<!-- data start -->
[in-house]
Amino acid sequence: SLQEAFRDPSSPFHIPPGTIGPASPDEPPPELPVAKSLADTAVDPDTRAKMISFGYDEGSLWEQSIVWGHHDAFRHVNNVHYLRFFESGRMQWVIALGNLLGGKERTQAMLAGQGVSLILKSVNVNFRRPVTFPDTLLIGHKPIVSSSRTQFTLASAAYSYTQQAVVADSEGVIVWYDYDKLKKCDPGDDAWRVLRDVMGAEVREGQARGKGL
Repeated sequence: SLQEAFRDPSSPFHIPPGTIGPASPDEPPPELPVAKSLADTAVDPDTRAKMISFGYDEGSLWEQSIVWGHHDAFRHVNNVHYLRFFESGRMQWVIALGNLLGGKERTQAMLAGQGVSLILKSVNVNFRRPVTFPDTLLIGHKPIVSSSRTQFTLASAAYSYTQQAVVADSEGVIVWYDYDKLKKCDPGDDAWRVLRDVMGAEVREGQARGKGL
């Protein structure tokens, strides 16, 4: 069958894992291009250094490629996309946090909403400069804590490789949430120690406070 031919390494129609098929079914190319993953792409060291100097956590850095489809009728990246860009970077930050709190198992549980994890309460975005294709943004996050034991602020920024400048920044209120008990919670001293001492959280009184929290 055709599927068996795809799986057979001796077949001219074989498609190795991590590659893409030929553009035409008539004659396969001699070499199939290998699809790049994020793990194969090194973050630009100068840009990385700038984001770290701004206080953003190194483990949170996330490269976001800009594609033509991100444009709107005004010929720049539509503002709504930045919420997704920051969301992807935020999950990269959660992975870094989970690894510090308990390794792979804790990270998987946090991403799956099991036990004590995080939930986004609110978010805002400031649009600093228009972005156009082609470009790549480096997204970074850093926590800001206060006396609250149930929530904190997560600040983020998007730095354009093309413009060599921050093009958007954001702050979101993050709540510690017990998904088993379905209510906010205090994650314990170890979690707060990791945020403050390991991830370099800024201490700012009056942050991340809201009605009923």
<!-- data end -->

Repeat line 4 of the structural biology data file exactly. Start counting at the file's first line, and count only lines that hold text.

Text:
């Protein structure tokens, strides 16, 4: 069958894992291009250094490629996309946090909403400069804590490789949430120690406070 031919390494129609098929079914190319993953792409060291100097956590850095489809009728990246860009970077930050709190198992549980994890309460975005294709943004996050034991602020920024400048920044209120008990919670001293001492959280009184929290 055709599927068996795809799986057979001796077949001219074989498609190795991590590659893409030929553009035409008539004659396969001699070499199939290998699809790049994020793990194969090194973050630009100068840009990385700038984001770290701004206080953003190194483990949170996330490269976001800009594609033509991100444009709107005004010929720049539509503002709504930045919420997704920051969301992807935020999950990269959660992975870094989970690894510090308990390794792979804790990270998987946090991403799956099991036990004590995080939930986004609110978010805002400031649009600093228009972005156009082609470009790549480096997204970074850093926590800001206060006396609250149930929530904190997560600040983020998007730095354009093309413009060599921050093009958007954001702050979101993050709540510690017990998904088993379905209510906010205090994650314990170890979690707060990791945020403050390991991830370099800024201490700012009056942050991340809201009605009923």